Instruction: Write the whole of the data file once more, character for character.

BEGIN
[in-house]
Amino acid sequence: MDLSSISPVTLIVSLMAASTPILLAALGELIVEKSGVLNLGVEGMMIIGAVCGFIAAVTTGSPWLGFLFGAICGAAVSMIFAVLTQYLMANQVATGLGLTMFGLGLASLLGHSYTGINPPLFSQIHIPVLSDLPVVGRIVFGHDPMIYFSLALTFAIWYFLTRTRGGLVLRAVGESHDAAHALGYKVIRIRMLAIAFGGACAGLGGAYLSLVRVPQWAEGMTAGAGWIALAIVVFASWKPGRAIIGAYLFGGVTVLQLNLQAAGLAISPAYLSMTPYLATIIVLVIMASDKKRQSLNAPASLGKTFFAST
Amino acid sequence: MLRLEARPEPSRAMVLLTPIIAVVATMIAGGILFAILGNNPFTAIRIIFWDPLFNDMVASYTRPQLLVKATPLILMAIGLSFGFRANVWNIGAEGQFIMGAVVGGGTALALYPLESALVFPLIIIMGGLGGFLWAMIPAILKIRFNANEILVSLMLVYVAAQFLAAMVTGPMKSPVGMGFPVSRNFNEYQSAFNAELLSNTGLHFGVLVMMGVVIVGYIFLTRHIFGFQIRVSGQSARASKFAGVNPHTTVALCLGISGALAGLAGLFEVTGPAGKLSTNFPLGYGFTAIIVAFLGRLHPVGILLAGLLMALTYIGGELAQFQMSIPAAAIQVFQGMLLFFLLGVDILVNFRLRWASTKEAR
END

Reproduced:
[in-house]
Amino acid sequence: MDLSSISPVTLIVSLMAASTPILLAALGELIVEKSGVLNLGVEGMMIIGAVCGFIAAVTTGSPWLGFLFGAICGAAVSMIFAVLTQYLMANQVATGLGLTMFGLGLASLLGHSYTGINPPLFSQIHIPVLSDLPVVGRIVFGHDPMIYFSLALTFAIWYFLTRTRGGLVLRAVGESHDAAHALGYKVIRIRMLAIAFGGACAGLGGAYLSLVRVPQWAEGMTAGAGWIALAIVVFASWKPGRAIIGAYLFGGVTVLQLNLQAAGLAISPAYLSMTPYLATIIVLVIMASDKKRQSLNAPASLGKTFFAST
Amino acid sequence: MLRLEARPEPSRAMVLLTPIIAVVATMIAGGILFAILGNNPFTAIRIIFWDPLFNDMVASYTRPQLLVKATPLILMAIGLSFGFRANVWNIGAEGQFIMGAVVGGGTALALYPLESALVFPLIIIMGGLGGFLWAMIPAILKIRFNANEILVSLMLVYVAAQFLAAMVTGPMKSPVGMGFPVSRNFNEYQSAFNAELLSNTGLHFGVLVMMGVVIVGYIFLTRHIFGFQIRVSGQSARASKFAGVNPHTTVALCLGISGALAGLAGLFEVTGPAGKLSTNFPLGYGFTAIIVAFLGRLHPVGILLAGLLMALTYIGGELAQFQMSIPAAAIQVFQGMLLFFLLGVDILVNFRLRWASTKEAR